English Language
Independent Clause

Independent Clause

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The Fundamentals of Independent Clauses in English

In the English language, clauses are fundamental elements that make up sentences. In this article, our focus will be on independent clauses, which are the building blocks of complete sentences. We will define independent clauses, explain how they are formed and joined, provide examples, and compare them to dependent clauses.

Definition of Independent Clauses

An independent clause, also known as the main clause, expresses the main idea of a sentence, whether it be an action, thought, idea, or state. It is called "independent" because it can function on its own without relying on any other parts of the sentence. In fact, an independent clause can even stand alone as a sentence.

Forming an Independent Clause

An independent clause must have a subject, which is the focus of the sentence (a person, place, thing, etc.), and a predicate, which contains a verb or information about the subject.

Example: She (subject) + ate an apple (predicate).

While most independent clauses have a subject and a verb, they can also include an object and/or a modifier, but these are optional. For instance, "She ate an apple" is a complete independent clause and sentence on its own.

Examples of Independent Clauses

Here are a few examples of independent clauses:

  • The bird sang a beautiful melody
  • He laughed uncontrollably
  • Lisa, Tom, and Sarah went on a hike

These independent clauses vary in length, but each one has a subject and a predicate, and some have multiple subjects.

Joining Independent Clauses

While independent clauses can stand alone as sentences, it may be necessary to combine them to create longer and more complex sentences. When two independent clauses are joined, they form compound sentences.

This can be achieved in two ways: using a conjunction and/or punctuation. Independent clauses can be joined with a semicolon (;) or a comma (,) and a coordinating conjunction (e.g. for, and, nor, but, or, yet, so).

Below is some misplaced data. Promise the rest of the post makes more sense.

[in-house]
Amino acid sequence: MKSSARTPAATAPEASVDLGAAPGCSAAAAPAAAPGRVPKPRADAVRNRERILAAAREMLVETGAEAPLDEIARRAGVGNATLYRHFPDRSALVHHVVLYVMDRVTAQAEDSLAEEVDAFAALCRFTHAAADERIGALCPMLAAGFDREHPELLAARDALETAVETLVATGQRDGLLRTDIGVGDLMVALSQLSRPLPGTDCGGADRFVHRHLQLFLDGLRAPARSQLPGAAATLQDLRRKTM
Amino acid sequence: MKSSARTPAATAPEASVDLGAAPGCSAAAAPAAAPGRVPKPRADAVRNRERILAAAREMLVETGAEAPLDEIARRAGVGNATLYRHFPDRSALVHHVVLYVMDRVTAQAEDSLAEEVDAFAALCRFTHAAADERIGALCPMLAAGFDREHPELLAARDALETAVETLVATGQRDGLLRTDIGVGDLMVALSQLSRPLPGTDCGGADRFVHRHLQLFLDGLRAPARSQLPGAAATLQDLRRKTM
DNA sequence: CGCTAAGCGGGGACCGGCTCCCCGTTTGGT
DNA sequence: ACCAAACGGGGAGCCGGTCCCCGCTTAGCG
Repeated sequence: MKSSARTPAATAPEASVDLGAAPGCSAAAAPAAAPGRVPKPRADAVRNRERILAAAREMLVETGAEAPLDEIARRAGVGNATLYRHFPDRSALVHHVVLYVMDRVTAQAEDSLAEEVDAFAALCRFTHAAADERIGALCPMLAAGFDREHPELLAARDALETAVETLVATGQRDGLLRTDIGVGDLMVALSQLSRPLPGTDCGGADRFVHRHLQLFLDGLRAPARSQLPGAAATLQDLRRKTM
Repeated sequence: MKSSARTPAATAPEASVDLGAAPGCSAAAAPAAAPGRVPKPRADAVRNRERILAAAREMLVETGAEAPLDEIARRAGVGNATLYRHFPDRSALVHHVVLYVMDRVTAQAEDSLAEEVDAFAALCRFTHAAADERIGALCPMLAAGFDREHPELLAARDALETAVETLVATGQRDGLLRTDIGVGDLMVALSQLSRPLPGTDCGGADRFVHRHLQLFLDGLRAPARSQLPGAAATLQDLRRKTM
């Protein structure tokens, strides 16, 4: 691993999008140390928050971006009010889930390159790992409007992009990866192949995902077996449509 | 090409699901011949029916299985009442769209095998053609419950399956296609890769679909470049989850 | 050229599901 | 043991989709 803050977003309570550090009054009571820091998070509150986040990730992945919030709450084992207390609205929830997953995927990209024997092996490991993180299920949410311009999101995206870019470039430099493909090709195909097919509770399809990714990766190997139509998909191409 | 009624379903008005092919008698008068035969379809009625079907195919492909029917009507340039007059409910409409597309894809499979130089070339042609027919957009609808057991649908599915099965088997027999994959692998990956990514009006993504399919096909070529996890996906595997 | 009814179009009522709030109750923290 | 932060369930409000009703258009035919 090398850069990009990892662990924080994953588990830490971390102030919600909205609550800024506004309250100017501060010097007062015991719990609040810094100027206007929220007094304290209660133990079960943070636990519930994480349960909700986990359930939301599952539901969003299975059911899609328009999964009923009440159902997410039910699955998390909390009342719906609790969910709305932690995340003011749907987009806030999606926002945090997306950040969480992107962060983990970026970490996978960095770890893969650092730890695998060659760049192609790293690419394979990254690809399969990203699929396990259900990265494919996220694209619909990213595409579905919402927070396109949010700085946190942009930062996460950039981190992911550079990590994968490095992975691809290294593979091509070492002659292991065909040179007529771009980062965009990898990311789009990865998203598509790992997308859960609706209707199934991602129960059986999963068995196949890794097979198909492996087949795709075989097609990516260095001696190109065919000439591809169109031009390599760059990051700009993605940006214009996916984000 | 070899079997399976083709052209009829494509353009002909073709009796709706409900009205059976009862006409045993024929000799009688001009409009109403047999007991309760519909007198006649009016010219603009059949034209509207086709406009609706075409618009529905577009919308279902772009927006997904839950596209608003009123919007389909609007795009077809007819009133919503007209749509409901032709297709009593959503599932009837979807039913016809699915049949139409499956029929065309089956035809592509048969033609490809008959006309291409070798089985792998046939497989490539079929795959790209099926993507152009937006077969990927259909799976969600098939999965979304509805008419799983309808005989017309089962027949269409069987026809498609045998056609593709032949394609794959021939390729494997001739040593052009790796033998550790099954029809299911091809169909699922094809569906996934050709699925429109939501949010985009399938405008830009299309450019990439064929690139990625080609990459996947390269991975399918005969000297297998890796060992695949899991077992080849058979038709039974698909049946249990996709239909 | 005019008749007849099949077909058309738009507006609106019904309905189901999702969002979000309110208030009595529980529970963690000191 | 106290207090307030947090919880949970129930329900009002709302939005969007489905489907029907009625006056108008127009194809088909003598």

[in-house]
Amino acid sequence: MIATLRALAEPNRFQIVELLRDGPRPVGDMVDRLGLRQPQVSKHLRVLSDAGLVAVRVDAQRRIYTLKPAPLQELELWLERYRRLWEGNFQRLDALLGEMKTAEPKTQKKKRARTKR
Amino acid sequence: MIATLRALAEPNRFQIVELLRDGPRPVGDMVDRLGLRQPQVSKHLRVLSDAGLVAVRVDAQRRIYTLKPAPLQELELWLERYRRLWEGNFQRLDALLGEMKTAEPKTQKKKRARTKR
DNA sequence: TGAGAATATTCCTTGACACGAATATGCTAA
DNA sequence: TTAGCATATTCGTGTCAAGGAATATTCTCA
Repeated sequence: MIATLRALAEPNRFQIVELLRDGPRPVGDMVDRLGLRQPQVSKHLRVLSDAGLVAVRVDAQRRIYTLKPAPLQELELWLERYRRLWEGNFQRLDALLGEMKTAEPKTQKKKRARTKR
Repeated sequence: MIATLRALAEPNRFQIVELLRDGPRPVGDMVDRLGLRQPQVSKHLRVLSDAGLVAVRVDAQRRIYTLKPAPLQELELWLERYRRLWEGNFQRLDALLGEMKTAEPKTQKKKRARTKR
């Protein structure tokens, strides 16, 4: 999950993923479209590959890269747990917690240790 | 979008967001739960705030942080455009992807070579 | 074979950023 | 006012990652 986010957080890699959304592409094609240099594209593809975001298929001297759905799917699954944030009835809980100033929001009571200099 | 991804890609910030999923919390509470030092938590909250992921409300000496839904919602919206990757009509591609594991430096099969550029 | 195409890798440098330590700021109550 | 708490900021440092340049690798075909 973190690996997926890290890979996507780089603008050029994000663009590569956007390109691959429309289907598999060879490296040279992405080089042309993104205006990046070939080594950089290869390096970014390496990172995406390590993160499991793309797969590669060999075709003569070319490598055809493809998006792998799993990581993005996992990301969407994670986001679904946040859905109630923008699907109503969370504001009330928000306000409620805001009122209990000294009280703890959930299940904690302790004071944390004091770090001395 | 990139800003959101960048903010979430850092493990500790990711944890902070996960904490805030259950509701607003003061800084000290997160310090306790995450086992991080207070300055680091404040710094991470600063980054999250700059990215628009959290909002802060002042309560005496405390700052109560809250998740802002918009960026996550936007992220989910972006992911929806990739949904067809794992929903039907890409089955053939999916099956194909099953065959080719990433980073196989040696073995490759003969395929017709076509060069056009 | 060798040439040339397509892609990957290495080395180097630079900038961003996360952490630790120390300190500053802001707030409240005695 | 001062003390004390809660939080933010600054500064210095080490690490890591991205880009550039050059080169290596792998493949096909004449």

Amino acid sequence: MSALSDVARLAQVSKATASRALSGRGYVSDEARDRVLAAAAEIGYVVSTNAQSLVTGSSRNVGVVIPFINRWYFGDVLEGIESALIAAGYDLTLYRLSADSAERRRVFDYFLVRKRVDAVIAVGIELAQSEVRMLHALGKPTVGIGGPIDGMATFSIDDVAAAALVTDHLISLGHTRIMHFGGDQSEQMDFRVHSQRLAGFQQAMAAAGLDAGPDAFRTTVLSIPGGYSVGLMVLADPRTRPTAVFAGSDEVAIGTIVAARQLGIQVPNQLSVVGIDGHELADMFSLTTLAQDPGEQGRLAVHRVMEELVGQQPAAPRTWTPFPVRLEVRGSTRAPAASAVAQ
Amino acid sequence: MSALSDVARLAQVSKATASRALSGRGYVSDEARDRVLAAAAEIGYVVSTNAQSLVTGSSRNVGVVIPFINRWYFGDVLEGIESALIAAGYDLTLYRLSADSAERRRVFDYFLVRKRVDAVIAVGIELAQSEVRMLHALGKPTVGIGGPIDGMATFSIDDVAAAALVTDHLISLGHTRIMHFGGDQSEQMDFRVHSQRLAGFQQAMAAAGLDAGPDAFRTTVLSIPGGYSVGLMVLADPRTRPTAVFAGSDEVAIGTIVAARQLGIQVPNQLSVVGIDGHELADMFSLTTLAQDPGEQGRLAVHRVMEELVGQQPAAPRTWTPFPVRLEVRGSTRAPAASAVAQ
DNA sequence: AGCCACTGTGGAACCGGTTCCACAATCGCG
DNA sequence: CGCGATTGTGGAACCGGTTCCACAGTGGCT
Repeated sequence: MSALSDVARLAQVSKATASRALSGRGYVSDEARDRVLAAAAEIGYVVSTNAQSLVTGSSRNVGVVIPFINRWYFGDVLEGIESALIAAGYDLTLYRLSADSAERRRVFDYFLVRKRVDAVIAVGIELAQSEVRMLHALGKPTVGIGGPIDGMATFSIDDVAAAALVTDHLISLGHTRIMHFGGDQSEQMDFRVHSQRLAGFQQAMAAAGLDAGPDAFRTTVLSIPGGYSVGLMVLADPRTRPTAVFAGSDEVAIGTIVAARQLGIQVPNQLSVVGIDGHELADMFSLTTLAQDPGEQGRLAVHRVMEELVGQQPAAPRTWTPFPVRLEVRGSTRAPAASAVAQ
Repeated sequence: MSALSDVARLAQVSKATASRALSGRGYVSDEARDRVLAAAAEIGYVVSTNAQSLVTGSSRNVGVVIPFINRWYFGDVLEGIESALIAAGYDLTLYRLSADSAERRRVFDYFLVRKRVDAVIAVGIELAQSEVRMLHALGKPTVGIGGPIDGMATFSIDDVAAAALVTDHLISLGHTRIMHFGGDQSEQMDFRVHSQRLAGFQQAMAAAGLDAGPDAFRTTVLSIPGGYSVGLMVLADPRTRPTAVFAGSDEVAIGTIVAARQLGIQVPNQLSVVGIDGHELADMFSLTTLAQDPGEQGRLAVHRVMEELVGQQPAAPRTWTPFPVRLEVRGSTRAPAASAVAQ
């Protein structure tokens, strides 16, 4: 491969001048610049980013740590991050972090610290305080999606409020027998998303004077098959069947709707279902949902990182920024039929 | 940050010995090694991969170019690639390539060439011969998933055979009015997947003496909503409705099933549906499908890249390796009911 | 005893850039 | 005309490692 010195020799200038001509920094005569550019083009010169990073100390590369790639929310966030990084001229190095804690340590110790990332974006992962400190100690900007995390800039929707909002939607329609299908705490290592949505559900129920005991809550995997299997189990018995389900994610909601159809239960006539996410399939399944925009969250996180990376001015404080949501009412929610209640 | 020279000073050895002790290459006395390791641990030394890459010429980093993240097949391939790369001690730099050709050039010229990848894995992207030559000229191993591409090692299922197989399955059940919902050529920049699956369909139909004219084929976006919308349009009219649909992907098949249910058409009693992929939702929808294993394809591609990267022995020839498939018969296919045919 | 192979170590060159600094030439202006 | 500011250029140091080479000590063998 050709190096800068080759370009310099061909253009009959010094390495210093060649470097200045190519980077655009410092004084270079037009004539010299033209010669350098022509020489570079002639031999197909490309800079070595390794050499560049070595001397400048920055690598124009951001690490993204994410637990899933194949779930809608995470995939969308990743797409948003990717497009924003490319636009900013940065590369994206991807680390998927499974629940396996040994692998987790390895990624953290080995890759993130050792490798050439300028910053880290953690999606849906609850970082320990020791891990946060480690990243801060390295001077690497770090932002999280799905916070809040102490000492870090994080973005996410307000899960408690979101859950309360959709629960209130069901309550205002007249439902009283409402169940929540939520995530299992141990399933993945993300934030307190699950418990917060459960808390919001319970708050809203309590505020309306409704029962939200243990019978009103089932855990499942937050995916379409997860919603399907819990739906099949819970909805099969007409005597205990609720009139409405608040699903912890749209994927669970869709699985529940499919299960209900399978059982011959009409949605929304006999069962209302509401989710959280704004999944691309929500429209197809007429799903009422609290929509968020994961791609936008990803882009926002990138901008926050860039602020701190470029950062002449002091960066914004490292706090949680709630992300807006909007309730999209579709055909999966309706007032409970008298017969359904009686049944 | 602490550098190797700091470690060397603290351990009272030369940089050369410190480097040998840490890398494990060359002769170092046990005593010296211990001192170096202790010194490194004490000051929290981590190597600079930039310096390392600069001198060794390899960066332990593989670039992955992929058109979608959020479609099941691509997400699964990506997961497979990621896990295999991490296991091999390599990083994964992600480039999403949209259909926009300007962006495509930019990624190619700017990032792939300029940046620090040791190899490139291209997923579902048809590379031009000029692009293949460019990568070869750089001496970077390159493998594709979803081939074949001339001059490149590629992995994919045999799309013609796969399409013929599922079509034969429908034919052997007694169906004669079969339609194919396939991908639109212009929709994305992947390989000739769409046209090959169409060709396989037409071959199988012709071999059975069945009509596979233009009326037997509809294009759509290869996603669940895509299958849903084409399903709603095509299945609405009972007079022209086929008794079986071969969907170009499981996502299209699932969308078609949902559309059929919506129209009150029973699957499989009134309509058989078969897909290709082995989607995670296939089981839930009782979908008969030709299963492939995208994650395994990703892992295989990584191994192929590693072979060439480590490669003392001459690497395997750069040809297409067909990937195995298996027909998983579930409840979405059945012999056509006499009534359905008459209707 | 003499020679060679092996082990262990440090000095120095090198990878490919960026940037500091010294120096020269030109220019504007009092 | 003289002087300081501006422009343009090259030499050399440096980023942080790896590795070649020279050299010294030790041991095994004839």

The Importance of Independent Clauses

Independent clauses are essential in sentence construction, as all sentences are composed of at least one independent clause. There are four types of sentences: simple, compound, complex, and compound-complex, and each one includes at least one independent clause. Some types of sentences may even contain multiple independent clauses.

We use independent clauses to convey a complete idea, which is necessary to form a sentence. For example, sentences like "But Emma doesn't" and "Although I use plain flour" are incomplete ideas (dependent clauses) until an independent clause is added to complete them.

The Role of Independent Clauses in Different Types of Sentences

Independent clauses play a vital role in forming different types of sentences. Let's take a closer look at how they are used in each of the four sentence types:

  • Simple sentences consist of one independent clause.
  • Compound sentences are formed by connecting two or more independent clauses with conjunctions and punctuation.
  • Complex sentences contain an independent clause and a dependent clause linked together. The independent clause conveys the main idea, while the dependent clause offers additional information.
  • Compound-complex sentences have multiple independent clauses and at least one dependent clause.

What You Need to Remember

Independent clauses form the foundation of all sentences. They express a complete idea and can function as sentences on their own. They are formed with a subject and predicate and may optionally include an object and modifier. Independent clauses can be linked together with conjunctions and punctuation to create compound sentences. They play a crucial role in constructing various types of sentences in the English language.

What is an Example of an Independent Clause?

An example of an independent clause is "Samantha rode her bike." It is an independent clause because it has a subject and a predicate, making it a complete and independent idea that can stand alone as a sentence.

How are Two Independent Clauses Joined?

Independent clauses can be combined by using punctuation marks or conjunctions. They are typically joined with a comma and conjunction word or a semicolon.

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